Causes of Hairloss
Genetic hair loss
also known as androgenetic alopecia, is the most common cause of hair loss in both men and women. It is caused by a combination of genetics and hormones.
In men, genetic hair loss typically presents as male pattern baldness, which is characterized by a receding hairline and thinning of the hair on the top and crown of the head. This type of hair loss is caused by an inherited sensitivity to the hormone dihydrotestosterone (DHT). DHT causes the hair follicles to shrink, resulting in thinner and shorter hairs.
In women, genetic hair loss typically presents as female pattern hair loss, which is characterized by a general thinning of the hair on the top and crown of the head. This type of hair loss is also caused by an inherited sensitivity to DHT.
Hair loss can be a normal part of the aging process and is often not a cause for concern. As people age, their hair may become thinner and may not grow as quickly as it did when they were younger. This is due to a combination of factors, including changes in hormone levels and a decrease in the production of natural oils that help to moisturize the scalp and hair.At some point, hair follicles stop growing hair, which causes the hair on our scalp to thin. Hair also starts to lose its color
Age-related hair loss cannot be reversed, there are treatment options available that can help to slow the progression of hair loss and stimulate the regrowth of hair.
Alopecia areata is a type of hair loss that occurs when the immune system mistakenly attacks hair follicles, causing hair to fall out. Alopecia areata can affect anyone, regardless of age or gender, and it can cause hair loss on any part of the body, including the scalp, eyebrows, and eyelashes.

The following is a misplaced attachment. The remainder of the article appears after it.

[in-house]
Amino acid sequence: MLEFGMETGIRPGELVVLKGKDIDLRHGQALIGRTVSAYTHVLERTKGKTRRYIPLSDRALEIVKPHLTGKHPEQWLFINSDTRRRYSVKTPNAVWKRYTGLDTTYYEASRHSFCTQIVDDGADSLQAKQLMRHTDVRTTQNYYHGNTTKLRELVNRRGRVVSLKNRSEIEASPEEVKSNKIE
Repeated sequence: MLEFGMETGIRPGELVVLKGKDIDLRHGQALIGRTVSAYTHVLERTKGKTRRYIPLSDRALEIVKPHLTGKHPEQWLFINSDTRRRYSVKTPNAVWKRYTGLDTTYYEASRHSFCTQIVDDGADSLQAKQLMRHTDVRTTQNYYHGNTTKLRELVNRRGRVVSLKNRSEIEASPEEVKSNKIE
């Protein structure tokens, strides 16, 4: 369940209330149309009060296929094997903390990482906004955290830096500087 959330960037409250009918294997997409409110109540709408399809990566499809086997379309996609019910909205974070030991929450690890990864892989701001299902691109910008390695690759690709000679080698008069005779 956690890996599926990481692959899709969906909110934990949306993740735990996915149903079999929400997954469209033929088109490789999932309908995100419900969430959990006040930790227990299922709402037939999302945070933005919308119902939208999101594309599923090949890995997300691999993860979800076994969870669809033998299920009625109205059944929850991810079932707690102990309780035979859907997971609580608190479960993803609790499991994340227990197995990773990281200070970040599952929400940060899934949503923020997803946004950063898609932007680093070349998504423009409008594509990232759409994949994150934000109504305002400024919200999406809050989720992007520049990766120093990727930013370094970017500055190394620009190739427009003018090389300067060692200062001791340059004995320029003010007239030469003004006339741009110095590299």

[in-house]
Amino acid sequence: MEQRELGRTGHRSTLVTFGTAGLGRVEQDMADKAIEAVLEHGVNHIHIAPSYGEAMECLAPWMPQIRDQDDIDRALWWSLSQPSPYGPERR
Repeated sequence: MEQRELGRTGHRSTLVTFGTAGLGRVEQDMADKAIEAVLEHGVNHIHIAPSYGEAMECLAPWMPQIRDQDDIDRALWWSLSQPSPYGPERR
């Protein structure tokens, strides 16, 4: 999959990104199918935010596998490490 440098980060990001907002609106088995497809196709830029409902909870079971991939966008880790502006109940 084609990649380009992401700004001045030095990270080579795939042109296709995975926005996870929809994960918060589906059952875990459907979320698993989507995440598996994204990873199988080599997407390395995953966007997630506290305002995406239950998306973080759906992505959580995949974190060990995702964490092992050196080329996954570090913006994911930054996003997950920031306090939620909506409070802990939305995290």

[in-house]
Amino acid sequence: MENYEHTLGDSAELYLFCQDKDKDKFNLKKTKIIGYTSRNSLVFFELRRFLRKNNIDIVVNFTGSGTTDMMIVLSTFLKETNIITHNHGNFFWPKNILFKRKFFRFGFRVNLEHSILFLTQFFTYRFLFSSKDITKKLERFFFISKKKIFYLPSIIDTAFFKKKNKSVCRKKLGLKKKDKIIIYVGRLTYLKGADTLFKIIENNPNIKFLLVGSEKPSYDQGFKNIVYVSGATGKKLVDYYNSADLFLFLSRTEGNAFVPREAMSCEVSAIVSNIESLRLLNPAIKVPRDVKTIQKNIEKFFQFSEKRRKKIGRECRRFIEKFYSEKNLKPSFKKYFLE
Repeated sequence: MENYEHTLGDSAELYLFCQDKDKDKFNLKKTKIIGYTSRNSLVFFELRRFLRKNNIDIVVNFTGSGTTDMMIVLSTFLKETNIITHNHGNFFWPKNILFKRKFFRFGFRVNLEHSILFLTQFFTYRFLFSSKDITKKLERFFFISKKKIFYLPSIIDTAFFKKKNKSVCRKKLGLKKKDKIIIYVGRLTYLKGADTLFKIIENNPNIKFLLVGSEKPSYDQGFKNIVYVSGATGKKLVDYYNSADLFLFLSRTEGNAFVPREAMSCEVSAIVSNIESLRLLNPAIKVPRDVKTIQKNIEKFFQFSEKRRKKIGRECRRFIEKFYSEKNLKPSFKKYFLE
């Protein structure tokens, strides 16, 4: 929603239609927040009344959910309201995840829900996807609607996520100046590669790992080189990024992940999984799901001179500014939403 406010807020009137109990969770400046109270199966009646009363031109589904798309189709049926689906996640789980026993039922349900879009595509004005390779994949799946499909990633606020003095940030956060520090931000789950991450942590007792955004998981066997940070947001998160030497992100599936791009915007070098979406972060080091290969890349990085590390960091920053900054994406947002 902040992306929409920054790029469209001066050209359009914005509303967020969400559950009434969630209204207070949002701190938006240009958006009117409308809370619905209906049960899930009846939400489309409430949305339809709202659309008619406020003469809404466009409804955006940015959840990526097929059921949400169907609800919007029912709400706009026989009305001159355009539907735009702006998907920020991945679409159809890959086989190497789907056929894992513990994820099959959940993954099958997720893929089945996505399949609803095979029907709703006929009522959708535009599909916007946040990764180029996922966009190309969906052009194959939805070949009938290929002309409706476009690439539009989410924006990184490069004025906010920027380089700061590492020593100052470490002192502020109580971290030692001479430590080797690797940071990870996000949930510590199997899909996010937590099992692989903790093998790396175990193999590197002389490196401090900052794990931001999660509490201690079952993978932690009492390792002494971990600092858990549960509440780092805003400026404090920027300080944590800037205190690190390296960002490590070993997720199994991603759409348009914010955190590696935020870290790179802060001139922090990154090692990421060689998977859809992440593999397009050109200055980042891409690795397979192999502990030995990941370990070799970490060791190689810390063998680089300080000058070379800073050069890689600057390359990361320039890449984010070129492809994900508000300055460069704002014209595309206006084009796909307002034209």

The exact cause of alopecia areata is unknown, but it is believed to be related to a combination of genetic and environmental factors. Some research suggests that alopecia areata may be triggered by stress, illness, or certain medications.
Alopecia areata can be mild, with only a few patches of hair loss, or it can be more severe, causing complete hair loss on the scalp (alopecia totalis) or total loss of body hair (alopecia universalis).
Hair loss (alopecia) is a common side effect of chemotherapy, a type of cancer treatment that uses medications to kill cancer cells. Chemotherapy can cause hair loss all over the body, including the scalp, eyebrows, eyelashes, and body hair. The extent of hair loss can vary from person to person and depends on the type and dose of chemotherapy being used.
Chemotherapy works by targeting rapidly dividing cells, such as cancer cells. However, it can also affect other rapidly dividing cells in the body, including those in the hair follicles. As a result, chemotherapy can cause the hair follicles to stop growing and producing new hair, leading to hair loss.
Hair loss due to chemotherapy is usually temporary and begins about two to three weeks after treatment starts. The hair typically begins to regrow within a few weeks to a few months after chemotherapy is completed. The new hair may be a different color or texture than the hair that was lost.
During pregnancy, levels of the hormone estrogen increase, which can cause the hair to enter a resting phase known as the telogen phase. As a result, the hair may not fall out as quickly as it normally would, leading to thicker, healthier-looking hair.
After childbirth, estrogen levels return to normal, and the hair that was in the resting phase begins to fall out. This process, known as postpartum hair shedding, can cause temporary hair loss and thinning.
Postpartum hair shedding typically begins about three to four months after childbirth and can last for several months. The hair usually returns to its normal thickness and appearance within six to 12 months after childbirth.
To manage hair loss after childbirth, it’s important to take good care of your hair and scalp. This includes using a gentle shampoo and conditioner, avoiding heat treatments and tight hairstyles, and getting enough protein and other nutrients in your diet.
Certain hairstyles can cause hair loss by damaging the hair shaft and hair follicles. Tight hairstyles, such as ponytails, cornrows, and braids, can put excessive tension on the hair and scalp, leading to hair loss. These styles can cause a condition called traction alopecia, which is characterized by hair loss along the hairline and at the temples.